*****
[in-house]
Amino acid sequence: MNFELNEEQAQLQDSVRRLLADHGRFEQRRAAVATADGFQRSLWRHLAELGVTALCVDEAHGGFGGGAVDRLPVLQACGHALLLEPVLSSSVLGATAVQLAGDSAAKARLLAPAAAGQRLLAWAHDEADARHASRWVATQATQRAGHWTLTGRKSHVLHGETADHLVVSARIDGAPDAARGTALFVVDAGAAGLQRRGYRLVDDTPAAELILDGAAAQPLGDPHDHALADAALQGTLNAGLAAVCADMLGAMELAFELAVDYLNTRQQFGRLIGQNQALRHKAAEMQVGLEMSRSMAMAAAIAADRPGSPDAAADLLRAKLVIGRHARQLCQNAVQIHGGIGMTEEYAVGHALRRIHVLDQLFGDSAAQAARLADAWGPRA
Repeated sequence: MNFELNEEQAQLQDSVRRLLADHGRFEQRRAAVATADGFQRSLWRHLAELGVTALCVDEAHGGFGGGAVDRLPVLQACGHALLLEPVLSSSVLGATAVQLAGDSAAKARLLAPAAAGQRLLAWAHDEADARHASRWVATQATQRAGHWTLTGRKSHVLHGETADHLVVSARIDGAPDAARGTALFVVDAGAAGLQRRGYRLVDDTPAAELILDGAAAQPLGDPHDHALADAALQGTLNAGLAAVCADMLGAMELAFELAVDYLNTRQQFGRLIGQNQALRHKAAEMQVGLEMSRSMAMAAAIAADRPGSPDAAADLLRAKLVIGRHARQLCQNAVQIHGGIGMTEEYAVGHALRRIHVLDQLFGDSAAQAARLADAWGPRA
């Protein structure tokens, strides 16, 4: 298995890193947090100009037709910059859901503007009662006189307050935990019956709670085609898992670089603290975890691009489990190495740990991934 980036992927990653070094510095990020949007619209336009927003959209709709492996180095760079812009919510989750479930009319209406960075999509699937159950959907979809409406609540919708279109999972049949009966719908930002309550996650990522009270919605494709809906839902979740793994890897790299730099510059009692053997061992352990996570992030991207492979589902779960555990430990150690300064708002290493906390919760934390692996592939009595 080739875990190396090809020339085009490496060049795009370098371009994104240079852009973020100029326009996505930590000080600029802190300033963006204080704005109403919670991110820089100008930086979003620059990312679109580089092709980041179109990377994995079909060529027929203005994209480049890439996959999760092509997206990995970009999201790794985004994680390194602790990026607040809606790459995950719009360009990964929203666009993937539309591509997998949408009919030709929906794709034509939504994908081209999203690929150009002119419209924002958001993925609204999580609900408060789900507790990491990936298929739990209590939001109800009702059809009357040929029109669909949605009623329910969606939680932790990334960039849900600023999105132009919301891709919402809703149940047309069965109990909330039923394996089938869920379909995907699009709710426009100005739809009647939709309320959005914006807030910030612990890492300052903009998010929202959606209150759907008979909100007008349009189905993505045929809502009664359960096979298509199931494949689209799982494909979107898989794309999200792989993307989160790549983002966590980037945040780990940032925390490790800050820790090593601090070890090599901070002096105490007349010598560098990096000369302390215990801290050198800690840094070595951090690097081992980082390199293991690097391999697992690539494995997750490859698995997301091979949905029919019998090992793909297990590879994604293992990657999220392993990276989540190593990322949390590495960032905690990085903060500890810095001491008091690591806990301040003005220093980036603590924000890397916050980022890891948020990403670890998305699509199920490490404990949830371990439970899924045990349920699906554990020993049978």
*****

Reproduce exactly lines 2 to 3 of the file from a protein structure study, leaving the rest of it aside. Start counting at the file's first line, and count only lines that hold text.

Amino acid sequence: MNFELNEEQAQLQDSVRRLLADHGRFEQRRAAVATADGFQRSLWRHLAELGVTALCVDEAHGGFGGGAVDRLPVLQACGHALLLEPVLSSSVLGATAVQLAGDSAAKARLLAPAAAGQRLLAWAHDEADARHASRWVATQATQRAGHWTLTGRKSHVLHGETADHLVVSARIDGAPDAARGTALFVVDAGAAGLQRRGYRLVDDTPAAELILDGAAAQPLGDPHDHALADAALQGTLNAGLAAVCADMLGAMELAFELAVDYLNTRQQFGRLIGQNQALRHKAAEMQVGLEMSRSMAMAAAIAADRPGSPDAAADLLRAKLVIGRHARQLCQNAVQIHGGIGMTEEYAVGHALRRIHVLDQLFGDSAAQAARLADAWGPRA
Repeated sequence: MNFELNEEQAQLQDSVRRLLADHGRFEQRRAAVATADGFQRSLWRHLAELGVTALCVDEAHGGFGGGAVDRLPVLQACGHALLLEPVLSSSVLGATAVQLAGDSAAKARLLAPAAAGQRLLAWAHDEADARHASRWVATQATQRAGHWTLTGRKSHVLHGETADHLVVSARIDGAPDAARGTALFVVDAGAAGLQRRGYRLVDDTPAAELILDGAAAQPLGDPHDHALADAALQGTLNAGLAAVCADMLGAMELAFELAVDYLNTRQQFGRLIGQNQALRHKAAEMQVGLEMSRSMAMAAAIAADRPGSPDAAADLLRAKLVIGRHARQLCQNAVQIHGGIGMTEEYAVGHALRRIHVLDQLFGDSAAQAARLADAWGPRA